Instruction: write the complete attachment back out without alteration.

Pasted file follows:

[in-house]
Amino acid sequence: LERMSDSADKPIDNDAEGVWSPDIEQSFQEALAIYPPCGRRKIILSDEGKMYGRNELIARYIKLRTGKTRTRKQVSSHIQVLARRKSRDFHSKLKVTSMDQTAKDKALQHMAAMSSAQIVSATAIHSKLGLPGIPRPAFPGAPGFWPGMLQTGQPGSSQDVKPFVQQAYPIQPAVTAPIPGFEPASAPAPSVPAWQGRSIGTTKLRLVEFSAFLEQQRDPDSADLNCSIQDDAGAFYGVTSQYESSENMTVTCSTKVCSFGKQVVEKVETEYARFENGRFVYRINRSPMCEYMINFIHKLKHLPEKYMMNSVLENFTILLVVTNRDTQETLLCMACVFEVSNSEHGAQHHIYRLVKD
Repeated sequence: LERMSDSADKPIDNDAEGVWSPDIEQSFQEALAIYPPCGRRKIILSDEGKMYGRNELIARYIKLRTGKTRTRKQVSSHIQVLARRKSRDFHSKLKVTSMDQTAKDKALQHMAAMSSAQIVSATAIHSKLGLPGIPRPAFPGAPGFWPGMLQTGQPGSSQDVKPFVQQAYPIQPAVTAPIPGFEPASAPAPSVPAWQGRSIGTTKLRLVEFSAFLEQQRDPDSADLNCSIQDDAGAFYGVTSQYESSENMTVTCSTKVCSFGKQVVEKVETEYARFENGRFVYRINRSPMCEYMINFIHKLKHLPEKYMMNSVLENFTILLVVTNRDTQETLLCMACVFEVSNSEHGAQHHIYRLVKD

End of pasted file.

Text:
[in-house]
Amino acid sequence: LERMSDSADKPIDNDAEGVWSPDIEQSFQEALAIYPPCGRRKIILSDEGKMYGRNELIARYIKLRTGKTRTRKQVSSHIQVLARRKSRDFHSKLKVTSMDQTAKDKALQHMAAMSSAQIVSATAIHSKLGLPGIPRPAFPGAPGFWPGMLQTGQPGSSQDVKPFVQQAYPIQPAVTAPIPGFEPASAPAPSVPAWQGRSIGTTKLRLVEFSAFLEQQRDPDSADLNCSIQDDAGAFYGVTSQYESSENMTVTCSTKVCSFGKQVVEKVETEYARFENGRFVYRINRSPMCEYMINFIHKLKHLPEKYMMNSVLENFTILLVVTNRDTQETLLCMACVFEVSNSEHGAQHHIYRLVKD
Repeated sequence: LERMSDSADKPIDNDAEGVWSPDIEQSFQEALAIYPPCGRRKIILSDEGKMYGRNELIARYIKLRTGKTRTRKQVSSHIQVLARRKSRDFHSKLKVTSMDQTAKDKALQHMAAMSSAQIVSATAIHSKLGLPGIPRPAFPGAPGFWPGMLQTGQPGSSQDVKPFVQQAYPIQPAVTAPIPGFEPASAPAPSVPAWQGRSIGTTKLRLVEFSAFLEQQRDPDSADLNCSIQDDAGAFYGVTSQYESSENMTVTCSTKVCSFGKQVVEKVETEYARFENGRFVYRINRSPMCEYMINFIHKLKHLPEKYMMNSVLENFTILLVVTNRDTQETLLCMACVFEVSNSEHGAQHHIYRLVKD